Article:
Thank you all so much for participating yesterday! And for being so helpful and nice at the same time. You guys are the best, and I hope it's been interesting to see examples of writing/editing to go along with all the advice we always hear/read.
On to Day 2! Adam Heine, one of my favorite people, offered the first 500 words of his WIP. Thanks for letting us all take a look! My comments are below, please leave your own as well.
Rules: Please feel free to comment, but be constructive. If you want to know my definition of that, see my post about Critiquing With Class. Of course this is a crit session, but I expect politeness and helpfulness.
The mortars came first, but it was the infants’ cries that woke Mah Htawy. Even with her children long dead, or perhaps lost in the jungles of Burma, she still had the instincts of a mother.
(Just so you know, I'm going to be really picky. Mostly because your writing is clean enough that I can be. "Mortars" in this paragraph threw me at first because I wasn't sure of setting and was thinking "bombs or like the mortar between bricks?" But that's a very optional change, since it's quickly cleared up and your target audience may get that and I'm just slow.
Also watch the "was." Perhaps that could be made more active like, "but the crying infant woke Mah." You have a few of these later too.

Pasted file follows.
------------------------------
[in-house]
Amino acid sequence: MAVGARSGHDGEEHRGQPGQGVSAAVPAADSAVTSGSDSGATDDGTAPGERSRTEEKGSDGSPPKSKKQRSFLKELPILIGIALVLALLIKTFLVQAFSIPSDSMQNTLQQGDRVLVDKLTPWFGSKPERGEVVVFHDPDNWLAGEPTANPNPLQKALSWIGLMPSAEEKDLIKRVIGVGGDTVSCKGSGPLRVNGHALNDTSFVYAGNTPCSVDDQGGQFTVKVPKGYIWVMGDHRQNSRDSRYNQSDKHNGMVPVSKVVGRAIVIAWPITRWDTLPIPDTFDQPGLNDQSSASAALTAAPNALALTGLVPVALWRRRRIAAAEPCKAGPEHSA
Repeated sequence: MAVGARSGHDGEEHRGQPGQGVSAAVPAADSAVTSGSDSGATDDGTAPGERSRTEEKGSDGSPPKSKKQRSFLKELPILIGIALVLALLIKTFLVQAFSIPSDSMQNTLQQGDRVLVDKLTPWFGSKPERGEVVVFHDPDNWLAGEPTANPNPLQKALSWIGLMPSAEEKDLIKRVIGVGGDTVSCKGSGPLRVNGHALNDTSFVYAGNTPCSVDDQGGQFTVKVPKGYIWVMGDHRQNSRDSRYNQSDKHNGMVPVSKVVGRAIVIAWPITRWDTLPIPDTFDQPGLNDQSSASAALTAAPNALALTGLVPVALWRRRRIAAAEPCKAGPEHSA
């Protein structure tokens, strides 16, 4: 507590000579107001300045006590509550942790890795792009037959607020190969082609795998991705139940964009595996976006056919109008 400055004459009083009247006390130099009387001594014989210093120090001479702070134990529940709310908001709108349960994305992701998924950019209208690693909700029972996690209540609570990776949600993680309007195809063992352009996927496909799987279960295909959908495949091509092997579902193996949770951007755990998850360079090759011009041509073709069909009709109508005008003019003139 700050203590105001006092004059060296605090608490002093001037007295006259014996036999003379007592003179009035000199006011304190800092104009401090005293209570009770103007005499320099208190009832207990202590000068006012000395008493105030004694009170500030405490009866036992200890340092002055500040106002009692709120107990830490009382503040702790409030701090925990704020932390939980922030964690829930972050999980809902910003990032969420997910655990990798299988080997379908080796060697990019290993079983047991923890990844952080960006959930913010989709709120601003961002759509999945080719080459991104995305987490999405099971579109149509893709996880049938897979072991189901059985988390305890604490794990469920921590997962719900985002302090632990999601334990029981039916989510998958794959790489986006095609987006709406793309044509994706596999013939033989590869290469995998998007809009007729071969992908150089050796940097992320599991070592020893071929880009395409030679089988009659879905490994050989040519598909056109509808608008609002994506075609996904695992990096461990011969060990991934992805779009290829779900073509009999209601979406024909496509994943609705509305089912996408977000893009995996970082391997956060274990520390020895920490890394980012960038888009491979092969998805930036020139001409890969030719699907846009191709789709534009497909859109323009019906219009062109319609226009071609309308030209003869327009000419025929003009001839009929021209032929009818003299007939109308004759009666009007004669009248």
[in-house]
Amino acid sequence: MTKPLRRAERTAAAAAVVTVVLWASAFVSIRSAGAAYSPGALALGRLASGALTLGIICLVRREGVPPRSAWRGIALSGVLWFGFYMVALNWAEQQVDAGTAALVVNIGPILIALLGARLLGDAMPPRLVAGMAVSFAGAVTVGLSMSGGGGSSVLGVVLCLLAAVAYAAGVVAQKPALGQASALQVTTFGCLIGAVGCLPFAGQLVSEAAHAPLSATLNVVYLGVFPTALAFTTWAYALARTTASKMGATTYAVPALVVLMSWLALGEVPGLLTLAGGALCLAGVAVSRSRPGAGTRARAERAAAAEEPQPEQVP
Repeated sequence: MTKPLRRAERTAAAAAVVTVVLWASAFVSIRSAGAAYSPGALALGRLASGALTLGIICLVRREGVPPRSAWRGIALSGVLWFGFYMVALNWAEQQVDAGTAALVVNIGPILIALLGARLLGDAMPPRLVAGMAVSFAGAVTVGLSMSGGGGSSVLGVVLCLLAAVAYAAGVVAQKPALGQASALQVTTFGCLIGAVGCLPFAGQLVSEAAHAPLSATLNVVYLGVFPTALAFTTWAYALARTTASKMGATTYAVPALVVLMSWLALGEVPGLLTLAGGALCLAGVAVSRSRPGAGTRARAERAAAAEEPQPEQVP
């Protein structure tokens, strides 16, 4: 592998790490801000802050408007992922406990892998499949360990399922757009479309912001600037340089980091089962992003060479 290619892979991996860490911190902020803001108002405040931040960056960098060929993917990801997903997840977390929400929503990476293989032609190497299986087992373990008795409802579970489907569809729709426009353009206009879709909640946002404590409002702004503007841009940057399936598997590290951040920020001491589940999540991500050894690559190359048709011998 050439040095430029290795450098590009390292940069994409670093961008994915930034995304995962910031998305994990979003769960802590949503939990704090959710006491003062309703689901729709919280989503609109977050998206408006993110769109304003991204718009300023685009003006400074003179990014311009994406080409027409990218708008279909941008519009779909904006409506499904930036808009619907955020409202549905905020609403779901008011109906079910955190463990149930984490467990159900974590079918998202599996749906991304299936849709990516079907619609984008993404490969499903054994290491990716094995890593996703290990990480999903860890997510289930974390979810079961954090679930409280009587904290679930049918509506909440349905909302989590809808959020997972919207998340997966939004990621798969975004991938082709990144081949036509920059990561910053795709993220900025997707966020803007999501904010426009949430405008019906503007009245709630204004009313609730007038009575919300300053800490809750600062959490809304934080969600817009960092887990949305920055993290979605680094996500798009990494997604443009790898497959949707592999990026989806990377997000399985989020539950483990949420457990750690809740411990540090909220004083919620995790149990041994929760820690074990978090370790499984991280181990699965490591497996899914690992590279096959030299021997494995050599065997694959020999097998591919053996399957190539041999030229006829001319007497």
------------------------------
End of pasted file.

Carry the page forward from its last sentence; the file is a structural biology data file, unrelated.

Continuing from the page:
And the other nit-pick, "jungles of Burma" could be "Burma's jungle" or, uh, "Burmean jungle"? I'm not sure if that's right but you get the picture.)
She grabbed what few belongings she had and waited. The Mae Surin camp had never been attacked before, so there were no bunkers as there had been at Mai Nai Soi. If a mortar shell came through her roof, she was dead. She could only pray until the shelling stopped.
(I'm not sure if Mai Nai Soi is an important location, but if it's not I would replace it with something like "the other refugee camp." There are already a few foreign words, and at the beginning it's good to keep those to as few as possible until we get familiar with the place.
Again a "was" sentence. But maybe you can't avoid that one.)
For the next five or ten minutes, Mah Htawy hugged her knees in the middle of the room. The bamboo floor shook with each explosion. When it stopped, Mah waited, listening. A minute later, the village lit up as though the midday sun had burst into the sky.
(I would cut "For the next five or ten minutes." It's strange, but I've found that mentioning time has the opposite effect of what we normally think. It's doesn't increase tension, it decreases it. The reader often imagines more urgency without it.)
They were coming. She ran.
(I like this use of a one liner, and I think it'll have more impact with the other "were/was" structures gone. Or it could just be "She ran." That might be cool. Or if you want to go more active, perhaps something like "Footsteps trodded closer." Whatever, what you have is fine, too.)
Nobody knew where the soldiers would come from. Her fellow refugees ran in all directions, hiding underneath their houses, in the jungle, in the rice fields. There was shouting. An RPG blew up the house in front of her. Mah Htawy knew the family who lived there. They owned a radio, and on Wednesday nights she would visit and listen to Thai pop songs with them. Their daughter was named Hla Aye, she thought. It didn’t matter now. They were beneath their house when it was hit.